After a tumultuous 33-year history that included significant fines from the Utah Division of Air Quality and U.S. Environmental Protection Agency, as well as a failed relocation to Tooele County, Stericycle last month ended its waste incineration operations in North Salt Lake.
"This is a happy day," said Clearfield resident Natasha Hincks. "All of the community that showed up every time, you know, it took a lot of hard work from a lot of people and it's exciting to see this finally happen."
Hicks said she moved from North Salt Lake to the Clearfield area largely due to the pollution she was subjected to while living near the Stericycle facility.
Stericycle incinerates medical waste that includes pathological streams, trace chemotherapy and nonhazardous pharmaceutical waste from clients such as hospitals and nursing homes.
Utah Physicians for a Healthy Environment on Wednesday held a press conference in front of Stericycle's facility to celebrate the closure of the incinerator.
"It's been a long fight," said Jonny Vasic, executive director of Utah Physicians for a Healthy Environment. "Incineration of medical waste was a bad idea right from the beginning. It only served to spread toxins throughout the community and even created new ones."
According to the advocacy group that is made up of 400 medical professionals in Utah, the incineration of medical waste can increase rates of serious diseases like cancer, endocrine and immune disorders, infertility and birth defects for people living as far as four miles away from the pollution source.
"For 33 years, Stericycle poured out of their smokestack a witches brew of many of the most toxic substances known to science," said Dr. Brian Moench, president of Utah Physicians for a Healthy Environment.
According to the World Health Organization, the incineration of medical waste can generate dioxins, furans, lead, mercury and cadmium.
With Utah's growth, subdivisions have been expanding closer to Stericycle's facility and the backyards of Foxboro homes can be seen nestled up against Stericycle's fence line.
In 2013, a video of a Stericycle bypass event surfaced (a bypass event is when emissions are released to protect equipment inside the facility), angering local residents and thrusting them into action.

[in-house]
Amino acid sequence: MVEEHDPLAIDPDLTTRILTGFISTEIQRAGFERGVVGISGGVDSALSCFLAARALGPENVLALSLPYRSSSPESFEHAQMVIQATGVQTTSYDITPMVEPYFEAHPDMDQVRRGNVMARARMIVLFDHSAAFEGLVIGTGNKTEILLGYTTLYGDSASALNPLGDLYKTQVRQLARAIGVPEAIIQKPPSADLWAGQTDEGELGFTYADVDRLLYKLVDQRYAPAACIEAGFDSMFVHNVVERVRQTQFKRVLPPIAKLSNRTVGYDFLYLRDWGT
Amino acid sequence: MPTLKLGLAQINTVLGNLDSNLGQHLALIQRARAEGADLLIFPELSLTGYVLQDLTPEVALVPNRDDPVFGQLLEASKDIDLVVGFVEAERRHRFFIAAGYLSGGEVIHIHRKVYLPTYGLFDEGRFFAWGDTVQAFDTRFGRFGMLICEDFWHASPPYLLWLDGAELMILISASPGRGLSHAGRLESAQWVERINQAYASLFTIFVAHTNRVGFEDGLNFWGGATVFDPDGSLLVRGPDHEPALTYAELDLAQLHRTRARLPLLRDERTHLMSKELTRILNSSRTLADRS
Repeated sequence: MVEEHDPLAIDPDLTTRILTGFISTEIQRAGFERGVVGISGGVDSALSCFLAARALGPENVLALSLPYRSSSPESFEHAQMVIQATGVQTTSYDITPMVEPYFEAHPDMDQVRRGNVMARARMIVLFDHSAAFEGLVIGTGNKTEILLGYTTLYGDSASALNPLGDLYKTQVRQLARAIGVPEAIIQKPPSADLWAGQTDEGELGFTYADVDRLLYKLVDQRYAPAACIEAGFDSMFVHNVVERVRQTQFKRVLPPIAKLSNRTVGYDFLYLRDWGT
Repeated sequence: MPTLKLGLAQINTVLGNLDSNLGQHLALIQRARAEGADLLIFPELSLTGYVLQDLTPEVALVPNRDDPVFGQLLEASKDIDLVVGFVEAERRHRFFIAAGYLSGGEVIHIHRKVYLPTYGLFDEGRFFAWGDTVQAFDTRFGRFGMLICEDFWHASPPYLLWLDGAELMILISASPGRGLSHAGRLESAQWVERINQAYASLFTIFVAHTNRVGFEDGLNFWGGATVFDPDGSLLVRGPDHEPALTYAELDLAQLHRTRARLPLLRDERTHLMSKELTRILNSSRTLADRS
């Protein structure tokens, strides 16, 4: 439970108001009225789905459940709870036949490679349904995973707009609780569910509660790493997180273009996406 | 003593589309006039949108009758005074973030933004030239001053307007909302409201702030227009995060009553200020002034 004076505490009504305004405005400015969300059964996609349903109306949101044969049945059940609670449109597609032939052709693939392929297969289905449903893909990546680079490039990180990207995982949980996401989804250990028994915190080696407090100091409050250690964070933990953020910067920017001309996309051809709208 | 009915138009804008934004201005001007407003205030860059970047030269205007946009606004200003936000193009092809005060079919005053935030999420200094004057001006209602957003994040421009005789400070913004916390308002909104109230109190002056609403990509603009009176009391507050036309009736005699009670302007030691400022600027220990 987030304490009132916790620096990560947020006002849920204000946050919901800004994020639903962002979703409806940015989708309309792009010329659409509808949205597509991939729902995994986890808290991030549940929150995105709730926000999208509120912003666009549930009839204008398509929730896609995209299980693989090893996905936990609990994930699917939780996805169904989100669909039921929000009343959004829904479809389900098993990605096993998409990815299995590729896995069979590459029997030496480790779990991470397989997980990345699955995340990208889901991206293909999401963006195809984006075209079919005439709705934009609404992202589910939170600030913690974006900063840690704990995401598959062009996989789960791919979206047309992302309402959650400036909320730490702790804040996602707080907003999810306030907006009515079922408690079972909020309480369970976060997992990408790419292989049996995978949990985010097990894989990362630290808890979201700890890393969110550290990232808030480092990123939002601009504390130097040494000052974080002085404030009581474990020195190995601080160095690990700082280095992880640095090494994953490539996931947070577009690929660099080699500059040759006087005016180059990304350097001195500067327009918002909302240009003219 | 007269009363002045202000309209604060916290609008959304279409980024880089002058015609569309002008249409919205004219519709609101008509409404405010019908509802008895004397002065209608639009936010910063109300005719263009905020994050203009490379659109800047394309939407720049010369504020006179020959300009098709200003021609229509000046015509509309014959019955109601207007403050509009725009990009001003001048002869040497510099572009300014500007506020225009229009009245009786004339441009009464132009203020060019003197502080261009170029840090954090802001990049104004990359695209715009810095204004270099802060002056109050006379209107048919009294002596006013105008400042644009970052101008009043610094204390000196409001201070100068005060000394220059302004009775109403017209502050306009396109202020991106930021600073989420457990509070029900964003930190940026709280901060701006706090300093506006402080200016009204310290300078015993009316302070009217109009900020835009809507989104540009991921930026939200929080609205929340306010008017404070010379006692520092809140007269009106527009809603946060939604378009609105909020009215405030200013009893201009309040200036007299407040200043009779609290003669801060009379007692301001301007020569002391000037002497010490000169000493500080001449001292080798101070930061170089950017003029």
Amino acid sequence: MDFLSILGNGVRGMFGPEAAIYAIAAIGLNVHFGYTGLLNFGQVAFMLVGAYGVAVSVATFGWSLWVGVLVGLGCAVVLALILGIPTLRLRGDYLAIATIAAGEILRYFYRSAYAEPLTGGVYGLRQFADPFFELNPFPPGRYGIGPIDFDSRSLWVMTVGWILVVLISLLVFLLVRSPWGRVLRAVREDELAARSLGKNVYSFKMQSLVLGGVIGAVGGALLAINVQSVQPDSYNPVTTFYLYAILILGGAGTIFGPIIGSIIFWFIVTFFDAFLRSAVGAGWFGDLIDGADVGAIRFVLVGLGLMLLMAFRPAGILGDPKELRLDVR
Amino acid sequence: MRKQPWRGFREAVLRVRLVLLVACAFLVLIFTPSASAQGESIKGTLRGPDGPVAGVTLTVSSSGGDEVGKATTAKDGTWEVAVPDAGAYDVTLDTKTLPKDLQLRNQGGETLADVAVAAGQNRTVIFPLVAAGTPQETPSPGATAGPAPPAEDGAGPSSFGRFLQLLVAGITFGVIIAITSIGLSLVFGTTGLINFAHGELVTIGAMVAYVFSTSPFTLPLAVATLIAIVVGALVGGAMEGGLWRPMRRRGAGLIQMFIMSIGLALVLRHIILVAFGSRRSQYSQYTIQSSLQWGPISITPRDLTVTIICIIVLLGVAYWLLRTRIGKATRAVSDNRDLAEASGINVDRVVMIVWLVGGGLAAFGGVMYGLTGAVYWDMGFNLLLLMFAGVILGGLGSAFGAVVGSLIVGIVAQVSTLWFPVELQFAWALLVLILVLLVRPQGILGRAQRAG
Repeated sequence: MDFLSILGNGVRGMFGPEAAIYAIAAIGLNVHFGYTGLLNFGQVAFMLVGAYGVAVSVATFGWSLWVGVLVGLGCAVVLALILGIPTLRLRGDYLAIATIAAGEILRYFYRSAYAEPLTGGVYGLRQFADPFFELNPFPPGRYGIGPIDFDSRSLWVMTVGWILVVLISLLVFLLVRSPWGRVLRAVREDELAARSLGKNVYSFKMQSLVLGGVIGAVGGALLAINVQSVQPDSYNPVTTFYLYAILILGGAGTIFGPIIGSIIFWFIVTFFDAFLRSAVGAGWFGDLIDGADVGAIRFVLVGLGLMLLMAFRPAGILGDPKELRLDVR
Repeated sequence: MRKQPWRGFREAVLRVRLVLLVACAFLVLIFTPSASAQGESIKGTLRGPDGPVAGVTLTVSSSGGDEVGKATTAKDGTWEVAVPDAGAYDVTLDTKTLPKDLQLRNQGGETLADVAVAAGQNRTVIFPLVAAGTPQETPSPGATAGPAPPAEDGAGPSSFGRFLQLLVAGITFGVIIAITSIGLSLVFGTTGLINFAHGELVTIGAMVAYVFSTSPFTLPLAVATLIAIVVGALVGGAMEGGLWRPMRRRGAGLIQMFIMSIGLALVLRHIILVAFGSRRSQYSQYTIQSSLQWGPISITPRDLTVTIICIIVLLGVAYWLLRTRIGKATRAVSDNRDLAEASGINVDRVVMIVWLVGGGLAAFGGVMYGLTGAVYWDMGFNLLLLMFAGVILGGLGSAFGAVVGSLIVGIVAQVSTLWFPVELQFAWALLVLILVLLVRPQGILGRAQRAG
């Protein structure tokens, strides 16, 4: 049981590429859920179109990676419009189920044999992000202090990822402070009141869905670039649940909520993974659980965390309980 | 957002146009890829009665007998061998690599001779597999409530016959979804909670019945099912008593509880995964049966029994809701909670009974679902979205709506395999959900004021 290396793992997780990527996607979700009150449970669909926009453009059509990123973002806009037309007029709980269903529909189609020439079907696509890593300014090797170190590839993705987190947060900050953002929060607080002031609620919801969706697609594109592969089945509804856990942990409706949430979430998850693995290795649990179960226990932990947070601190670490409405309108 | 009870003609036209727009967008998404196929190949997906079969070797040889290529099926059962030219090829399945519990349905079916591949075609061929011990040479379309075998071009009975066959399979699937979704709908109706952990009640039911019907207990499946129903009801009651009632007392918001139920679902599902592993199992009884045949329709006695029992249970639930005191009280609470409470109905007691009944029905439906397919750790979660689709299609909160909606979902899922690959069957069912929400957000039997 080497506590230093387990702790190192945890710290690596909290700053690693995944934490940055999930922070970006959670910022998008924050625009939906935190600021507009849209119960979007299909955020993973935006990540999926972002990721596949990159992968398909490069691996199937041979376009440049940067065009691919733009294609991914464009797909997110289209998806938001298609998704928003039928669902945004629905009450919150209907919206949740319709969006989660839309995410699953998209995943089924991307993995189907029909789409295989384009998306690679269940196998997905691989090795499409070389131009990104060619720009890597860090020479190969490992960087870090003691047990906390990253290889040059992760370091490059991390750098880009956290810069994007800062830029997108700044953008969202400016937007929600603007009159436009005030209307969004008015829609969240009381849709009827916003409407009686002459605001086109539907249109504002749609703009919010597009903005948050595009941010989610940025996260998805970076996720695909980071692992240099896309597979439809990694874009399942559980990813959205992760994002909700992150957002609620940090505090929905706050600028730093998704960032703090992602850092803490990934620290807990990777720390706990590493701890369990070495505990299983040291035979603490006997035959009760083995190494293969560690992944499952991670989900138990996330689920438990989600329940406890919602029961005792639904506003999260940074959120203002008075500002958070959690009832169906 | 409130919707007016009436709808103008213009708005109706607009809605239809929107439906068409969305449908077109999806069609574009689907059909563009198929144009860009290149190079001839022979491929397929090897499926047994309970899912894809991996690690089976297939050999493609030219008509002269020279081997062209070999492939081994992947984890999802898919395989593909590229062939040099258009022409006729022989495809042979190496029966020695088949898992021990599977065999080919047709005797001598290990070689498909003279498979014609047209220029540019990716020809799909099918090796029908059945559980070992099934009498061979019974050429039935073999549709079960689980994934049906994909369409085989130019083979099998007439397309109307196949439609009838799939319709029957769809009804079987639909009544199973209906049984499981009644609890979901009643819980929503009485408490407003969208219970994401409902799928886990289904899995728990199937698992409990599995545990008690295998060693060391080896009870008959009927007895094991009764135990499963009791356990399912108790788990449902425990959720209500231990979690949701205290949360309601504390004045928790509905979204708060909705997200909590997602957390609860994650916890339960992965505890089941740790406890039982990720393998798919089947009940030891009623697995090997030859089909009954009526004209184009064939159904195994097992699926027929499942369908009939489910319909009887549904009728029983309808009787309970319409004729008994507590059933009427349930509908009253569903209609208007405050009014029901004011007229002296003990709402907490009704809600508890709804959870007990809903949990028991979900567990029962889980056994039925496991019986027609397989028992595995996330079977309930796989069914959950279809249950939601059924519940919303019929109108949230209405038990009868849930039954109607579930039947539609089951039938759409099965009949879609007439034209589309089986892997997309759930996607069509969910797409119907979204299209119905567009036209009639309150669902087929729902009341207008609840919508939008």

The outrage over this pollution led to community mobilization and protests calling for Stericycle to cease operations.
Following the surfacing of the video, state air quality regulators documented instances where the incinerator allegedly exceeded its emission limits and rigged stack tests in violation of its state permit, prompting a $2.3 million fine by the Utah Division of Air Quality.
Eight years later in 2021, the EPA announced that it had reached a settlement with Stericycle over violated pollution laws, ordering the company to pay a $600,000 civil penalty and also conduct a "supplemental environmental project" that required the company to spend at least $2 million to purchase low-emitting school buses for a local school district in Utah.
Though Stericycle is halting its incineration operations, it isn’t closing completely and there will still be activity at the facility.
"Stericycle proudly remains part of the North Salt Lake Community. While we ceased operation of our hospital, medical and infectious waste Incinerator services on June 30, 2022, at this location, we continue to own and operate the site as a collection and transportation facility, employing approximately 20 team members to service health care customers throughout the greater Salt Lake region,” Stericycle said in an email.
“Approximately an additional 20 team members who worked at the North Salt Lake facility have been impacted, with half accepting alternate roles with Stericycle and half accepting severance packages. This change to our operations has been planned for several years."
The statement continued, saying, “As demand for medical waste management in the United States continues to increase, driven largely by growing health care needs, Stericycle has sought relocation to account for the infrastructure needed to expand our capacity. We look forward to continuing to help the health care industry address complex medical waste disposal challenges in a safe and responsible manner, both in the North Salt Lake community and across all communities where we operate.”
Moench echoed Hincks' sentiments of Stericycle ceasing incineration operations being a happy day for the community.
"This is a celebration not just of Stericycle closing, but of the power of citizen involvement, outrage and activism," Moench said.